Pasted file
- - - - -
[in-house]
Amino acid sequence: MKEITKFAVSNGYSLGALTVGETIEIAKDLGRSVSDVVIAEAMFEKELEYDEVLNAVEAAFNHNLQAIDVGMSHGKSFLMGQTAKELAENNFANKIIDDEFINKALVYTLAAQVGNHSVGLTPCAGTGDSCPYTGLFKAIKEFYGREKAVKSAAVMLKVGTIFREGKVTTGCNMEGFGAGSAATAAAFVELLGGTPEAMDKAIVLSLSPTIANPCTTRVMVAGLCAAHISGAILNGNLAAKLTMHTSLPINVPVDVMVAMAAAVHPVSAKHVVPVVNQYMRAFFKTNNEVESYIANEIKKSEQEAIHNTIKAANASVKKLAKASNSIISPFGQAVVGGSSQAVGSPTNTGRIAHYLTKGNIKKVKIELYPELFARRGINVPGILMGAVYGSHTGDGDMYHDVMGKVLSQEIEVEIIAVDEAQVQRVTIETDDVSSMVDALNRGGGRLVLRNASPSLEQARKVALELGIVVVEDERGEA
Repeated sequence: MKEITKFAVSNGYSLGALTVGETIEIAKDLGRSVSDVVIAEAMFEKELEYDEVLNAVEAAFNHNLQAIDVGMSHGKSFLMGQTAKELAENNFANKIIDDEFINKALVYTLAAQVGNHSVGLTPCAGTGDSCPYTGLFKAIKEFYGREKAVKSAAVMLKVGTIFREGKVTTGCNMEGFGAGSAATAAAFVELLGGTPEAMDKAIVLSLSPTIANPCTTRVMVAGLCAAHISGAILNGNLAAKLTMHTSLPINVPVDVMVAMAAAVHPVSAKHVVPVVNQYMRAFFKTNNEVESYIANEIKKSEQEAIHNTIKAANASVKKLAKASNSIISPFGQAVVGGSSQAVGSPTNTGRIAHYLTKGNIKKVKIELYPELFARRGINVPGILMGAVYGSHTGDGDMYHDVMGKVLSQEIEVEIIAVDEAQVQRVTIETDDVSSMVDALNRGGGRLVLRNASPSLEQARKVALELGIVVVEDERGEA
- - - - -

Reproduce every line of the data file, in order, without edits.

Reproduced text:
[in-house]
Amino acid sequence: MKEITKFAVSNGYSLGALTVGETIEIAKDLGRSVSDVVIAEAMFEKELEYDEVLNAVEAAFNHNLQAIDVGMSHGKSFLMGQTAKELAENNFANKIIDDEFINKALVYTLAAQVGNHSVGLTPCAGTGDSCPYTGLFKAIKEFYGREKAVKSAAVMLKVGTIFREGKVTTGCNMEGFGAGSAATAAAFVELLGGTPEAMDKAIVLSLSPTIANPCTTRVMVAGLCAAHISGAILNGNLAAKLTMHTSLPINVPVDVMVAMAAAVHPVSAKHVVPVVNQYMRAFFKTNNEVESYIANEIKKSEQEAIHNTIKAANASVKKLAKASNSIISPFGQAVVGGSSQAVGSPTNTGRIAHYLTKGNIKKVKIELYPELFARRGINVPGILMGAVYGSHTGDGDMYHDVMGKVLSQEIEVEIIAVDEAQVQRVTIETDDVSSMVDALNRGGGRLVLRNASPSLEQARKVALELGIVVVEDERGEA
Repeated sequence: MKEITKFAVSNGYSLGALTVGETIEIAKDLGRSVSDVVIAEAMFEKELEYDEVLNAVEAAFNHNLQAIDVGMSHGKSFLMGQTAKELAENNFANKIIDDEFINKALVYTLAAQVGNHSVGLTPCAGTGDSCPYTGLFKAIKEFYGREKAVKSAAVMLKVGTIFREGKVTTGCNMEGFGAGSAATAAAFVELLGGTPEAMDKAIVLSLSPTIANPCTTRVMVAGLCAAHISGAILNGNLAAKLTMHTSLPINVPVDVMVAMAAAVHPVSAKHVVPVVNQYMRAFFKTNNEVESYIANEIKKSEQEAIHNTIKAANASVKKLAKASNSIISPFGQAVVGGSSQAVGSPTNTGRIAHYLTKGNIKKVKIELYPELFARRGINVPGILMGAVYGSHTGDGDMYHDVMGKVLSQEIEVEIIAVDEAQVQRVTIETDDVSSMVDALNRGGGRLVLRNASPSLEQARKVALELGIVVVEDERGEA